As someone who has worked on sex education in the Orthodox world, I was fascinated by Jewish Choices, Jewish Voices: Sex and Intimacy edited by Elliot N. Dorff and Danya Ruttenberg ( Jewish Publication Society, $16.00), on issues many would be surprised to learn Judaism has a say about, including dating ethics, sexual negotiation and ethical issues around birth control and STDs.
Each section begins with open-ended questions raised by a deliberately vague case study, followed by Jewish sources which can shed light on the questions, and by a series of brief contemporary responses to the case study. Unfortunately, most contributors do not relate seriously to the sources (which themselves are far from comprehensive), and there is a lack of diversity amongst the contributors who often echo the same liberal message.
In the section on sex workers — including prostitutes, strip club dancers, phone sex operators, and pornography actors — the contemporary voices most succeed in opening up the issues and presenting multiple perspectives (though not necessarily Jewish perspectives, except inasmuch as the writer is Jewish). A case study describes a 23-year-old woman with no college education who feels herself with limited choices of employment; “She could earn $7.50/hour as a drugstore clerk without benefits… Alternatively, she could take a job as a dancer in a strip club, where she could earn significant money for minimal hours’ work.” In response to this case study, porn star Ron Jeremy speaks of sex work as a type of work like any other. What Jeremy seeks to whitewash into choices and ethics, Rachel Durchslang and Aimee Dinschel deconstruct from a feminist perspective, debunking each of the rosy myths about working in a strip club which were raised by the case study. Feminist scholar and activist Martha Ackelsberg thinks about the larger societal questions: “No one has ‘clean hands’ in a society where some are effectively forced into sex work by the lack of viable alternatives.” And until we are able to fix those societal ills, “‘choices’ about sex work are rightly on the consciences of all of us.”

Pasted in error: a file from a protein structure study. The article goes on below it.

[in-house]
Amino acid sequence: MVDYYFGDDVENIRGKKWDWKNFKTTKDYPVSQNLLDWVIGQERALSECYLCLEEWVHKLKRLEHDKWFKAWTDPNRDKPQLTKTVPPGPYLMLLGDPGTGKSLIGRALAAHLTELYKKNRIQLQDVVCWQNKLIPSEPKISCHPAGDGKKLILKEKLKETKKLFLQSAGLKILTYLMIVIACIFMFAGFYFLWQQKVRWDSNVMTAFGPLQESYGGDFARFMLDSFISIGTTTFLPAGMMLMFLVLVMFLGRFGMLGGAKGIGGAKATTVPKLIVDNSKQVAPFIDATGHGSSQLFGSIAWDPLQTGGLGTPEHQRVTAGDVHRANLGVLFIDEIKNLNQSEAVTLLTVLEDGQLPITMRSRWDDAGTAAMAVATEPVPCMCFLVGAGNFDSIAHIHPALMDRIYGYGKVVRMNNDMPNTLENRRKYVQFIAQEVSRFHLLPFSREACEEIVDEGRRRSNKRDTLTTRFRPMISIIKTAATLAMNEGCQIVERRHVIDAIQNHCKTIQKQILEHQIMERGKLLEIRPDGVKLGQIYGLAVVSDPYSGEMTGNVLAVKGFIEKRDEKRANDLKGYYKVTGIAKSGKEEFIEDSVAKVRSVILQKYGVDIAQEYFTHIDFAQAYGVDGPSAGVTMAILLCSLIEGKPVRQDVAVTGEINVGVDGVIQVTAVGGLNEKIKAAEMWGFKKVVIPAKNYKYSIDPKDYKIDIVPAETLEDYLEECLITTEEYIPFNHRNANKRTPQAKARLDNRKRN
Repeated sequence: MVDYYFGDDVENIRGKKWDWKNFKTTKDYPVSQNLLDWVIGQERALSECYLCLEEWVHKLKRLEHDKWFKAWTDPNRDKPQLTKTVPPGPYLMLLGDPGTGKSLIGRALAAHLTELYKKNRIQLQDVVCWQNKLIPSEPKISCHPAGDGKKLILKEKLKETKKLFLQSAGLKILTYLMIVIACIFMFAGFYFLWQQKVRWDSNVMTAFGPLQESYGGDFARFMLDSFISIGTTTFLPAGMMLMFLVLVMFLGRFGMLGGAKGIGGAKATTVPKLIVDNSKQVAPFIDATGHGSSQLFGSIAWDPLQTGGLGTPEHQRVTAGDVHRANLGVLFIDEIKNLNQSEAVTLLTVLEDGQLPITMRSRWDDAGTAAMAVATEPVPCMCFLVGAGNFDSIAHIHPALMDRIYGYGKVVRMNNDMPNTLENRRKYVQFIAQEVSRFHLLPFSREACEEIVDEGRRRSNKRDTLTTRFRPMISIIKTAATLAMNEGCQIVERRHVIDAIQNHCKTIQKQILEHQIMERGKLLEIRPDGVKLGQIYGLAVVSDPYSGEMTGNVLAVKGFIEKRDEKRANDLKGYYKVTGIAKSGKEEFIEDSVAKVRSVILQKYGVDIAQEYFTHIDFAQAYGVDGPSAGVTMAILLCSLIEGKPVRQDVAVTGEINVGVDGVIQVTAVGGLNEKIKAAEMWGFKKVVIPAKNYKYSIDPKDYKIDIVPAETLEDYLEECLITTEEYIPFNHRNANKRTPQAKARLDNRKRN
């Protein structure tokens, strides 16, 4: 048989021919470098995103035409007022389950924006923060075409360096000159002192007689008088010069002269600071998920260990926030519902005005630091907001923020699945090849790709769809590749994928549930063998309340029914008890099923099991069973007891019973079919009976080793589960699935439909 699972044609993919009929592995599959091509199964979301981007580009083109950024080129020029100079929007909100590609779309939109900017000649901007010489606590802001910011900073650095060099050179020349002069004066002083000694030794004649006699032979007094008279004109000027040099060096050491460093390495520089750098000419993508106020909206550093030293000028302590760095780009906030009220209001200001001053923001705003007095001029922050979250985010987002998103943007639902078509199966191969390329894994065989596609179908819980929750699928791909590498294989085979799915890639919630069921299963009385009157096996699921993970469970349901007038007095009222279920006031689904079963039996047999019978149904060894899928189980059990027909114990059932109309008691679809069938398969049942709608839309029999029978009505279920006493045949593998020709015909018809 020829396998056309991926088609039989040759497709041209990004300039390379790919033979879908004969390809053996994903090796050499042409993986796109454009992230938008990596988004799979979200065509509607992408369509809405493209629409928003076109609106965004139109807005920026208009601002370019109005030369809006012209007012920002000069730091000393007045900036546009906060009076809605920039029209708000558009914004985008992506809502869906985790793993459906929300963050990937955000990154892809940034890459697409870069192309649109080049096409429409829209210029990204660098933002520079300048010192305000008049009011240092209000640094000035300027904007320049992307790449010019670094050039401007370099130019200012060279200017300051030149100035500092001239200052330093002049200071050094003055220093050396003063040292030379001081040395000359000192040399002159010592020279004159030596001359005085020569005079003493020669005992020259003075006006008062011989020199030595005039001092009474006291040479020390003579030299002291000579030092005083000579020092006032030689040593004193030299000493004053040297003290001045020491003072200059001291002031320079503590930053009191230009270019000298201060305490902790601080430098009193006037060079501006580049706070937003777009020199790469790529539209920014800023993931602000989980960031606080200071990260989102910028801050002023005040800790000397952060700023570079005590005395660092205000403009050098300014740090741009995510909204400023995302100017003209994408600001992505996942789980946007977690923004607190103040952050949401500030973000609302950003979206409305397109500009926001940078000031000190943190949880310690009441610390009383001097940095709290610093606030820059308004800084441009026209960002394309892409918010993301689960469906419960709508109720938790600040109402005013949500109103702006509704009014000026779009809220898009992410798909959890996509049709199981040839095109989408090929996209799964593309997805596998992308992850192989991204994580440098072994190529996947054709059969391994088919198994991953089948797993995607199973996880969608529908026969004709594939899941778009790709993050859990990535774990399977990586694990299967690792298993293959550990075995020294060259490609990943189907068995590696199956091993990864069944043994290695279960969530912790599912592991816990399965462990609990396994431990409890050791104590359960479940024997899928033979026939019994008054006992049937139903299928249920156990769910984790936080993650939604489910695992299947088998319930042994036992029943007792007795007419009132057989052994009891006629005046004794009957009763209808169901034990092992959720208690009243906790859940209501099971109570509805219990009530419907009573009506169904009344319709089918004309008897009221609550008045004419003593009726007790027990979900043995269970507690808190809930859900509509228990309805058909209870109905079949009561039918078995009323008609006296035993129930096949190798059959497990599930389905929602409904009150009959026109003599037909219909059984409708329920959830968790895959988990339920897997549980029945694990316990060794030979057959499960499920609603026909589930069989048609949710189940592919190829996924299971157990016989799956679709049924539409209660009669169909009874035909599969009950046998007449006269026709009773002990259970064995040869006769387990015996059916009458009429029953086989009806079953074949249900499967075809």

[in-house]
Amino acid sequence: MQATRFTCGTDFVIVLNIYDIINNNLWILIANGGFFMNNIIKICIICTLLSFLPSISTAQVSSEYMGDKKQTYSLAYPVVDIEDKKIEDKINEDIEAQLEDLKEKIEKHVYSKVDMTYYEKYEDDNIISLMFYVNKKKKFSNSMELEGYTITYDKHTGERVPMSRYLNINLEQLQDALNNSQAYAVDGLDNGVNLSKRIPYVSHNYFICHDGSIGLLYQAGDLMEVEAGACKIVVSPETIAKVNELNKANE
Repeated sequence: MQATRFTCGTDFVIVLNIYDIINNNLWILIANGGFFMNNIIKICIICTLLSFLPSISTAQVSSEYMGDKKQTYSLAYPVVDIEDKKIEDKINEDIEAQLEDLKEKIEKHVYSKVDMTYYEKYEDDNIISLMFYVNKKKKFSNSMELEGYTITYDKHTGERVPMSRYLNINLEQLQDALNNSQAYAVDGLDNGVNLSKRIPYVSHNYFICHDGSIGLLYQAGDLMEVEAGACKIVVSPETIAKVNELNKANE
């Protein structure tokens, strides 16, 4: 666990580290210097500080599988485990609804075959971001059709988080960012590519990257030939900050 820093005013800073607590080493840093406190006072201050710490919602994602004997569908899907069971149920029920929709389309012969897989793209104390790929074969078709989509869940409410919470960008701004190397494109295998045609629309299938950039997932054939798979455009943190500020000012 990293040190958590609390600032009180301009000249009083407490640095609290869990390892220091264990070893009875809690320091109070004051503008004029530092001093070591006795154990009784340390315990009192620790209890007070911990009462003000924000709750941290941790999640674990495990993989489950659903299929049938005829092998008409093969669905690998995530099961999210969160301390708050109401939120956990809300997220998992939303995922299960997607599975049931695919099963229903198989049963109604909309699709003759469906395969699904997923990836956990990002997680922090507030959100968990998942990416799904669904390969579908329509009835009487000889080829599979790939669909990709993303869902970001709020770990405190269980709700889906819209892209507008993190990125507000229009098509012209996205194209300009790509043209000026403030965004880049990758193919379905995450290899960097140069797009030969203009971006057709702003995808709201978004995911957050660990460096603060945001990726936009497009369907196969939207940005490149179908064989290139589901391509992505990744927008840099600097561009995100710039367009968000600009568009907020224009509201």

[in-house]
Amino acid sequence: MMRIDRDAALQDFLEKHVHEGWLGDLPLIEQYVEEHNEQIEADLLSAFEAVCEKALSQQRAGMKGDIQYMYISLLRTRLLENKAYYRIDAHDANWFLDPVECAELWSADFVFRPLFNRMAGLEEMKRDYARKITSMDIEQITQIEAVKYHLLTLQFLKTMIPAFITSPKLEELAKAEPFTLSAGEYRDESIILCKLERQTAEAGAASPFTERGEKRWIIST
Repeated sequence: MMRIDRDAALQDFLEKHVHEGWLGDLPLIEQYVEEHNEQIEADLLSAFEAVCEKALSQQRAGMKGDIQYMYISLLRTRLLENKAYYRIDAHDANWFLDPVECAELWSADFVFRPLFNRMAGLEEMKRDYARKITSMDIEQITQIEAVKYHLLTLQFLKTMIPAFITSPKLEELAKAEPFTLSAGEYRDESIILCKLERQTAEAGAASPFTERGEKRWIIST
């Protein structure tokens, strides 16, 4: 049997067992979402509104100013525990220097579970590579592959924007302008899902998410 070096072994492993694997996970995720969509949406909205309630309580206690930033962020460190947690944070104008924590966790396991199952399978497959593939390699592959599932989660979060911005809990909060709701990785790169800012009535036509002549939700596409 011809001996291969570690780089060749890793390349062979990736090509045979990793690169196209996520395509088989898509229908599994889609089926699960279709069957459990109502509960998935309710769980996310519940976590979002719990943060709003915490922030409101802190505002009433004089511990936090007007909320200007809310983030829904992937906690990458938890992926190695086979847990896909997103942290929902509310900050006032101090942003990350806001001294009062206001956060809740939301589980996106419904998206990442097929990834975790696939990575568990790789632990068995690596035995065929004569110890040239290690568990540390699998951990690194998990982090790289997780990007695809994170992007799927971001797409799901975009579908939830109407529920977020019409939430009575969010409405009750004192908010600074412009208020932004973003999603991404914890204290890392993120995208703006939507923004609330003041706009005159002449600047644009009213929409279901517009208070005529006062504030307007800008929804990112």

As the editors claim at the outset, this book is far from exhaustive; masturbation, adultery, sexual abuse, and casual sex are barely mentioned. However, this book tries to do the hard work of integrating tradition and modernity, and thus echoes the important point made by the Talmudic story of Rav Kahana who hides under his teacher’s bed with the hope of learning how to have sex: “This too is Torah and I must learn it.”
Jennie Rosenfeld, Ph.D. is co-author of a sex manual for observant newlywed couples (forthcoming); she co-founded and directed the Tzelem project, which provided sex education and resources to the Orthodox community.